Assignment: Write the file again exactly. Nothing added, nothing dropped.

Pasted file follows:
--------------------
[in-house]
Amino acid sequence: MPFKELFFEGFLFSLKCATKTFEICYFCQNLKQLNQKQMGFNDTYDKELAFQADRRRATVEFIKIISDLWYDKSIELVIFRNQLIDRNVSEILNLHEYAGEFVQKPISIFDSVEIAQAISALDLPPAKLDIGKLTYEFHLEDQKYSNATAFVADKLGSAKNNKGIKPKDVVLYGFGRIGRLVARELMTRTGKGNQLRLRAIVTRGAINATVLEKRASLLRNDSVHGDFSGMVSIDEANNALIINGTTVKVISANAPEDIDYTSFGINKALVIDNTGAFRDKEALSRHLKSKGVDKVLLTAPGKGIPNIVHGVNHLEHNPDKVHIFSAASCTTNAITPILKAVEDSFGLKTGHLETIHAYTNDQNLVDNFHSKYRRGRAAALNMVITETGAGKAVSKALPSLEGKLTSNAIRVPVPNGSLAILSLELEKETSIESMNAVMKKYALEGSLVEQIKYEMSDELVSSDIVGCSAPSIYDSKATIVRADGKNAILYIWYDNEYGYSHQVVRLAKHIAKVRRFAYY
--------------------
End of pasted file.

[in-house]
Amino acid sequence: MPFKELFFEGFLFSLKCATKTFEICYFCQNLKQLNQKQMGFNDTYDKELAFQADRRRATVEFIKIISDLWYDKSIELVIFRNQLIDRNVSEILNLHEYAGEFVQKPISIFDSVEIAQAISALDLPPAKLDIGKLTYEFHLEDQKYSNATAFVADKLGSAKNNKGIKPKDVVLYGFGRIGRLVARELMTRTGKGNQLRLRAIVTRGAINATVLEKRASLLRNDSVHGDFSGMVSIDEANNALIINGTTVKVISANAPEDIDYTSFGINKALVIDNTGAFRDKEALSRHLKSKGVDKVLLTAPGKGIPNIVHGVNHLEHNPDKVHIFSAASCTTNAITPILKAVEDSFGLKTGHLETIHAYTNDQNLVDNFHSKYRRGRAAALNMVITETGAGKAVSKALPSLEGKLTSNAIRVPVPNGSLAILSLELEKETSIESMNAVMKKYALEGSLVEQIKYEMSDELVSSDIVGCSAPSIYDSKATIVRADGKNAILYIWYDNEYGYSHQVVRLAKHIAKVRRFAYY